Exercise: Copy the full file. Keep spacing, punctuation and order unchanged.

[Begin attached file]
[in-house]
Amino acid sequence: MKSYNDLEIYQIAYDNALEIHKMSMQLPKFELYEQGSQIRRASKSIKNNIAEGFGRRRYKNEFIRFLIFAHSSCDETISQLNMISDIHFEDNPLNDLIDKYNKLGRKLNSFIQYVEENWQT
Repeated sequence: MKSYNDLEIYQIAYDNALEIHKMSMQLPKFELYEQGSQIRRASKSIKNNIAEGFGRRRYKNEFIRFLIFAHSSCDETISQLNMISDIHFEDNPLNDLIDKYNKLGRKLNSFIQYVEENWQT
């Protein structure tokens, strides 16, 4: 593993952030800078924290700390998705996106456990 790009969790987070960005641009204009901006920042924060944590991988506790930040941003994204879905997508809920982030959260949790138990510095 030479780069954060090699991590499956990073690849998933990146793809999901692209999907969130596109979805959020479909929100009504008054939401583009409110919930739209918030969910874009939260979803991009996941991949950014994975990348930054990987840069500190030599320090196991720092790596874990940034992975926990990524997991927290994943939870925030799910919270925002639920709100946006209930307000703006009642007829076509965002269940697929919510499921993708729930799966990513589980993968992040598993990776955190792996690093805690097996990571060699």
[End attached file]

[in-house]
Amino acid sequence: MKSYNDLEIYQIAYDNALEIHKMSMQLPKFELYEQGSQIRRASKSIKNNIAEGFGRRRYKNEFIRFLIFAHSSCDETISQLNMISDIHFEDNPLNDLIDKYNKLGRKLNSFIQYVEENWQT
Repeated sequence: MKSYNDLEIYQIAYDNALEIHKMSMQLPKFELYEQGSQIRRASKSIKNNIAEGFGRRRYKNEFIRFLIFAHSSCDETISQLNMISDIHFEDNPLNDLIDKYNKLGRKLNSFIQYVEENWQT
């Protein structure tokens, strides 16, 4: 593993952030800078924290700390998705996106456990 790009969790987070960005641009204009901006920042924060944590991988506790930040941003994204879905997508809920982030959260949790138990510095 030479780069954060090699991590499956990073690849998933990146793809999901692209999907969130596109979805959020479909929100009504008054939401583009409110919930739209918030969910874009939260979803991009996941991949950014994975990348930054990987840069500190030599320090196991720092790596874990940034992975926990990524997991927290994943939870925030799910919270925002639920709100946006209930307000703006009642007829076509965002269940697929919510499921993708729930799966990513589980993968992040598993990776955190792996690093805690097996990571060699």